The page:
Thursday, November 19, 2009

Our Voices are Being Heard!

The following article from the Fort Wayne Journal Gazette might point to some positive changes from yesterday's professional standards board meeting. 

Educators across Indiana are watching today as the state’s Professional Standards Advisory Board begins work on proposed licensing rules that need plenty of revision. The process began with a top-down approach scornful of expertise and experience. It now demands the thoughtful, deliberate guidance of advisory board members who understand the importance of ensuring Indiana schools have the most qualified teachers and administrators.

David Goodwin, superintendent of Metropolitan School District of Steuben County, is a member of the advisory board. He said this week that he expects the three-hour session today to be the first of several meetings to address proposed changes.

Goodwin, the only school superintendent on the panel, said he was assigned to one of several groups designated to look at one article of the document. The five-member group held three or four conference calls to work through the proposal after reviewing hundreds of comments submitted by mail, e-mail and through testimony at three hearings last month. Goodwin said the comments and the group’s own suggestions resulted in recommendations that will be presented to the full advisory board.

“Our group really took the public testimony to heart,” he said. “We’ve made three or four pages of changes.”

Goodwin said there are recommended changes, for example, in the early-childhood-education provisions, which originally lumped preschool instruction with K-5 guidelines, and with middle-school licensing – which failed in the proposal to recognize the unique needs of students in the middle grades.

“Our group has also addressed the issue of pedagogy – basically the courses you take at Trine University or IPFW on how to teach,” Goodwin said. “The original (recommendation) set a maximum number of course hours. I didn’t think that was the way to go.”

Goodwin said he had received more than 600 e-mail messages about the Revisions for Educator Preparation and Accountability, or REPA, rules. The response didn’t surprise him because the process wasn’t set up the way he had expected. Instead of starting with the existing rules and having Department of Education officials point out what works well and what doesn’t, Goodwin said, advisory board members were given a 70-page document with most of the existing rules stricken.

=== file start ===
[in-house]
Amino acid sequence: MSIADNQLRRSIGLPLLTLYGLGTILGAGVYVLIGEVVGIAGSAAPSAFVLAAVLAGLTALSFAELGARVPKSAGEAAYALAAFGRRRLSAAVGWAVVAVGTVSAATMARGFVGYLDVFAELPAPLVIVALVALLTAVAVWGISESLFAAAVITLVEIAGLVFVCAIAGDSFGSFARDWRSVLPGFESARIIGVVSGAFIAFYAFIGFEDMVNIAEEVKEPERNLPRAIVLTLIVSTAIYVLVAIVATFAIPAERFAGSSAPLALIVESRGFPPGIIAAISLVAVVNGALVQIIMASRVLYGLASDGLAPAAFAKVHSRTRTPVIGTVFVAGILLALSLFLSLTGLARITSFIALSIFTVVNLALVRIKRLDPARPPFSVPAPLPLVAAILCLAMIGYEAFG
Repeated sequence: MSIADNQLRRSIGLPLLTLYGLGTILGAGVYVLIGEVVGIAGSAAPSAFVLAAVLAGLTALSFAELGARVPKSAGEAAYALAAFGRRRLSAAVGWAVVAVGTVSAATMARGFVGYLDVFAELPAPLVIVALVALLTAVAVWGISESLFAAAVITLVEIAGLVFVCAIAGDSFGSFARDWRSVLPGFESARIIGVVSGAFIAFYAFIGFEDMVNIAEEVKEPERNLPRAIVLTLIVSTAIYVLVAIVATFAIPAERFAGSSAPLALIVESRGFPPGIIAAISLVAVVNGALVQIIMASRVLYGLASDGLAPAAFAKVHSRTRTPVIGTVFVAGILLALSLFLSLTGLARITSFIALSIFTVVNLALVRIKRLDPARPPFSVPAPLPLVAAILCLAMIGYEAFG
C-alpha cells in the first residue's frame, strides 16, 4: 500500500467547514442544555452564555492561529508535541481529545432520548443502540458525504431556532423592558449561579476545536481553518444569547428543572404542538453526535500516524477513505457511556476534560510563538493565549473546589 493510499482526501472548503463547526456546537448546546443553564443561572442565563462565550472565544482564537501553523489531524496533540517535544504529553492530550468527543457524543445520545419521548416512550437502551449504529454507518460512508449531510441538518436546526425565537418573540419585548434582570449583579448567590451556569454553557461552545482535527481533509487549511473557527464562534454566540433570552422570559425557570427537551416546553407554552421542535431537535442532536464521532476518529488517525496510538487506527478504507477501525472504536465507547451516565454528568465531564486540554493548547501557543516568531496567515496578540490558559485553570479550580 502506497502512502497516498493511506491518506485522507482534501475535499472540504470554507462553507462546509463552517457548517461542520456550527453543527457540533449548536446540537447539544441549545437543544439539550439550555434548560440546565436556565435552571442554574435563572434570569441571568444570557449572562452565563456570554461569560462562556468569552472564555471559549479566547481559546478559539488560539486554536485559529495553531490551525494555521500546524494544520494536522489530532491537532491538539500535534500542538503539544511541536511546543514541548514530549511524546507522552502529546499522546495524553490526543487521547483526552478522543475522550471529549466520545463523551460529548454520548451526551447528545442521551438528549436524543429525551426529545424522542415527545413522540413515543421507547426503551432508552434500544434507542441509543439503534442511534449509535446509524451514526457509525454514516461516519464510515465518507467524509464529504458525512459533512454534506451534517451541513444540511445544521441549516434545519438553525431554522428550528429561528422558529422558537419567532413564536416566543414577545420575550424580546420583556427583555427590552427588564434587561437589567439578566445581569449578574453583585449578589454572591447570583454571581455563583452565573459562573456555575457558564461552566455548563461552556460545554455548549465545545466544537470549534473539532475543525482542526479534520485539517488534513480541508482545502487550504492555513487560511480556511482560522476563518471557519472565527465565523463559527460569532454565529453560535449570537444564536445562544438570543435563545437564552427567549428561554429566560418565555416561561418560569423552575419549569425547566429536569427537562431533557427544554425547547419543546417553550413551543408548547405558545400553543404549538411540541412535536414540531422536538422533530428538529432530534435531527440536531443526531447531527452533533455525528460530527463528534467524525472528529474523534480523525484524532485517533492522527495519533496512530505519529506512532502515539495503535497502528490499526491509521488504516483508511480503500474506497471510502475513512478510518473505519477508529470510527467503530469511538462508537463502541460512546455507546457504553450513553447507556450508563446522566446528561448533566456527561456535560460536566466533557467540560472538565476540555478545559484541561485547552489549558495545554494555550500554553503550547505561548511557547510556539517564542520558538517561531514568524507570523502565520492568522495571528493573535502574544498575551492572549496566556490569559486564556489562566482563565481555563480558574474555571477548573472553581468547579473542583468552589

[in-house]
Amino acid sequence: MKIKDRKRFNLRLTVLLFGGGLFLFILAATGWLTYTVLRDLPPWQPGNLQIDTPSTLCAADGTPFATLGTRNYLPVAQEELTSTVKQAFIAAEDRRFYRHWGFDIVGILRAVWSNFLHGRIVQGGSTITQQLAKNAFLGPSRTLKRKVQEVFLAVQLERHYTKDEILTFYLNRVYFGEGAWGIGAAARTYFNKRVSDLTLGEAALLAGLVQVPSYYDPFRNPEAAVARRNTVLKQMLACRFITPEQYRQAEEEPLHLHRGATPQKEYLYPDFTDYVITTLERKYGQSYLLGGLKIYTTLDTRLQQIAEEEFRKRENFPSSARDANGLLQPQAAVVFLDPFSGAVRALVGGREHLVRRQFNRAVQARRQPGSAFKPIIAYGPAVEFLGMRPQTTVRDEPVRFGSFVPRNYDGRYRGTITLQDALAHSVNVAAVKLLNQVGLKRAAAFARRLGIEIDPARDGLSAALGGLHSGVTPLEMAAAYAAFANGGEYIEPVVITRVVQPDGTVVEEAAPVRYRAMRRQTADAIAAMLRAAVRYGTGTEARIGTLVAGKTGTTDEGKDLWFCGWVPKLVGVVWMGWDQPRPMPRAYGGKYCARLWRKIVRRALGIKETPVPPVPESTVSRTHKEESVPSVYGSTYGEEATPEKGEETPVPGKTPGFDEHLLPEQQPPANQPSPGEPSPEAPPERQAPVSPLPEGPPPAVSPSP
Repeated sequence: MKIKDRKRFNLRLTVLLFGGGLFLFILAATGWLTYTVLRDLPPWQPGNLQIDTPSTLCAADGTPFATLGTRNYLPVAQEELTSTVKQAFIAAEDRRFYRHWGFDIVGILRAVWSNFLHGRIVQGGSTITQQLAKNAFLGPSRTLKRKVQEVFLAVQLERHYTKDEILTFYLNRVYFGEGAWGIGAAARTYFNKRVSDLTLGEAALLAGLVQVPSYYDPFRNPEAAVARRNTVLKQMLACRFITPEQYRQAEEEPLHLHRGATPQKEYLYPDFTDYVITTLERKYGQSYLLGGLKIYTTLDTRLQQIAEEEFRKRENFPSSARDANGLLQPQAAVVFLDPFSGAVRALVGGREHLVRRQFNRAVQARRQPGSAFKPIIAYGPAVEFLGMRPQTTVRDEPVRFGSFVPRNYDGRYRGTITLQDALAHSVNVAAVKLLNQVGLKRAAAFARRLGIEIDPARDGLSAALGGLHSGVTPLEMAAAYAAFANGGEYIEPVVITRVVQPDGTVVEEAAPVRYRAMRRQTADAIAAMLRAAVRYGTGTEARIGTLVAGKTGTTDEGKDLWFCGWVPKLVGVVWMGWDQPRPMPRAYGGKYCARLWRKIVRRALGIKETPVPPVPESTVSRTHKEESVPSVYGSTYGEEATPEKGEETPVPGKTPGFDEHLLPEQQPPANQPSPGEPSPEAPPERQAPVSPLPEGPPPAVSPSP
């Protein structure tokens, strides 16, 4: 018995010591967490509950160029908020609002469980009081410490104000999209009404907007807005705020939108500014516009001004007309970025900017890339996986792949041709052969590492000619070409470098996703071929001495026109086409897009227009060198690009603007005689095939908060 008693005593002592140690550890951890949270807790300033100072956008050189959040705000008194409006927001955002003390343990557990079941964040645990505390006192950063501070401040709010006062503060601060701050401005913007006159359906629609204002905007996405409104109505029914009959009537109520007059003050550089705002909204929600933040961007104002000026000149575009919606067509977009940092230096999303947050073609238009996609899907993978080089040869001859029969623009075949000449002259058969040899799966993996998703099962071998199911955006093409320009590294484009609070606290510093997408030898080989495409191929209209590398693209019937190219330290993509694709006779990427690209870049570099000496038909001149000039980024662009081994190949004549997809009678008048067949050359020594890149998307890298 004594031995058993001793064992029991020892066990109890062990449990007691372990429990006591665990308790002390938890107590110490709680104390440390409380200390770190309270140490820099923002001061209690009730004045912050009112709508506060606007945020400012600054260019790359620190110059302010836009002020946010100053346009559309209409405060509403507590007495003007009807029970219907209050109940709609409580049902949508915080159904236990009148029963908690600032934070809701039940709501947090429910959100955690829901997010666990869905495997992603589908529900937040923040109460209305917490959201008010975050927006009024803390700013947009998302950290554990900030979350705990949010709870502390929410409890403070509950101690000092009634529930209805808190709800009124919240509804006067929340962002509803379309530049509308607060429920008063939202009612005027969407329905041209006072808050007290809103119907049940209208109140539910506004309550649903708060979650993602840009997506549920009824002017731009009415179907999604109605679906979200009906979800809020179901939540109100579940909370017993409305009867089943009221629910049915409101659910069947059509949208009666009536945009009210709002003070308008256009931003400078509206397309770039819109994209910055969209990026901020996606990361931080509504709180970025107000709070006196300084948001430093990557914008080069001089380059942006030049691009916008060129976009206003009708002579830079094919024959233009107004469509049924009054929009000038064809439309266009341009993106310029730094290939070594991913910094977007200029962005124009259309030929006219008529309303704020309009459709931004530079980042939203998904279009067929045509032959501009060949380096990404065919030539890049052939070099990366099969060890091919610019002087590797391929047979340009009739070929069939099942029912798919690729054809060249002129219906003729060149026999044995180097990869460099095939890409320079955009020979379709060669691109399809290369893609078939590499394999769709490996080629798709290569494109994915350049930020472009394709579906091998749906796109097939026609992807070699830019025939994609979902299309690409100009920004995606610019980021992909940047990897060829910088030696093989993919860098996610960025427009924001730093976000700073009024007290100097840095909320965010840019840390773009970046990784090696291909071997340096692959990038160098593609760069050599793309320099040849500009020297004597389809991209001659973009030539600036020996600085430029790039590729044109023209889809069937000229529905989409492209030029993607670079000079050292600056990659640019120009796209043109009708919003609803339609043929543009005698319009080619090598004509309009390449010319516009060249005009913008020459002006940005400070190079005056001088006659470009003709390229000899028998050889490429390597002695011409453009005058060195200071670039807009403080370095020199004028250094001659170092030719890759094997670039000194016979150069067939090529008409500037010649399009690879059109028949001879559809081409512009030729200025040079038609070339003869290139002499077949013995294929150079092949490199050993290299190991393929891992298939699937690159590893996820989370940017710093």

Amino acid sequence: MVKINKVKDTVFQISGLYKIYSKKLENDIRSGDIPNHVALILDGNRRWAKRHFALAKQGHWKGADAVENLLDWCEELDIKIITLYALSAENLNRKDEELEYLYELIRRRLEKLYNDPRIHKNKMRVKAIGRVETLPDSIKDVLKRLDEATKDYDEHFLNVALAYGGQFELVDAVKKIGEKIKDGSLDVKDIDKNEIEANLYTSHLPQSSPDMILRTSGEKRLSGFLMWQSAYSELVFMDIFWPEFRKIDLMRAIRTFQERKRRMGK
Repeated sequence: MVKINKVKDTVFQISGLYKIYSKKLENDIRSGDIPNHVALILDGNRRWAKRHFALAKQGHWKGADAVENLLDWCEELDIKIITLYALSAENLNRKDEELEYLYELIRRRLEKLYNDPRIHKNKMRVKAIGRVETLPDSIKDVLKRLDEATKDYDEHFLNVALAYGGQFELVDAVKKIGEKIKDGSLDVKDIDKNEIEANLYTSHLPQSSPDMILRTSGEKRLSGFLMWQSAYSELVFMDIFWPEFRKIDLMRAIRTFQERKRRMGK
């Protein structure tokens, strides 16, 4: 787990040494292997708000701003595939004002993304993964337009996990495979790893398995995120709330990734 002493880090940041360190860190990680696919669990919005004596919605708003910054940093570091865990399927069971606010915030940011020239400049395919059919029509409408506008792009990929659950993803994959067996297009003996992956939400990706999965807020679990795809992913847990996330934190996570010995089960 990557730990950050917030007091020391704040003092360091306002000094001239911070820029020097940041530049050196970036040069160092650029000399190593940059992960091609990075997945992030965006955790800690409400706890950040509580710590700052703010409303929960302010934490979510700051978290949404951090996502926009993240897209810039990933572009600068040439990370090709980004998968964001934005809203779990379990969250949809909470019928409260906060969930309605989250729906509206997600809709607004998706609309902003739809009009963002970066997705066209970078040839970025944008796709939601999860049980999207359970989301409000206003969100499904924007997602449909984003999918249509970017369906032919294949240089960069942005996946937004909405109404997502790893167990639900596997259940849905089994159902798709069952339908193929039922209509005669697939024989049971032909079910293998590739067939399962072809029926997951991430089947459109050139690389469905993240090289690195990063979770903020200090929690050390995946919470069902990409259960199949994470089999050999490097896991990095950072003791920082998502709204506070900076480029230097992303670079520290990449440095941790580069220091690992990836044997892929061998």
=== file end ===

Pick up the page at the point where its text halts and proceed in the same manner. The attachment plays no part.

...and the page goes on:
From the start, the process has placed those most invested in the rules on the defensive rather than in the position of helping to improve them. Both State Superintendent Tony Bennett and Gov. Mitch Daniels have dismissed concerns from teachers, superintendents and college administrators as turf protection, but professional licensing standards have always been the purview of those within a particular field. CPAs don’t set medical licensing standards; dentists don’t run the state bar association. Why shouldn’t professional educators have authority over licensing in their field?

Where Indiana students are struggling, it is not the fault of teachers ignorant of subject matter. It’s where teachers and administrators have failed to recognize that classroom lectures and rote learning aren’t effective with all students, particularly as Indiana classrooms become more diverse.

Investment in learning research hasn’t had the support it needed, leaving teacher preparation lagging for too many years. But new demands for accountability have made their way to colleges and universities, and better training is the result.

Hundreds of educators across the state have stepped forward to point out faults in the REPA proposal, effectively making the case that proposed changes would lower standards. It’s time for the state schools chief and the governor to step back and allow the advisory board to draw on its expertise to develop education licensing rules worthy of Hoosiers’ high expectations for learning.


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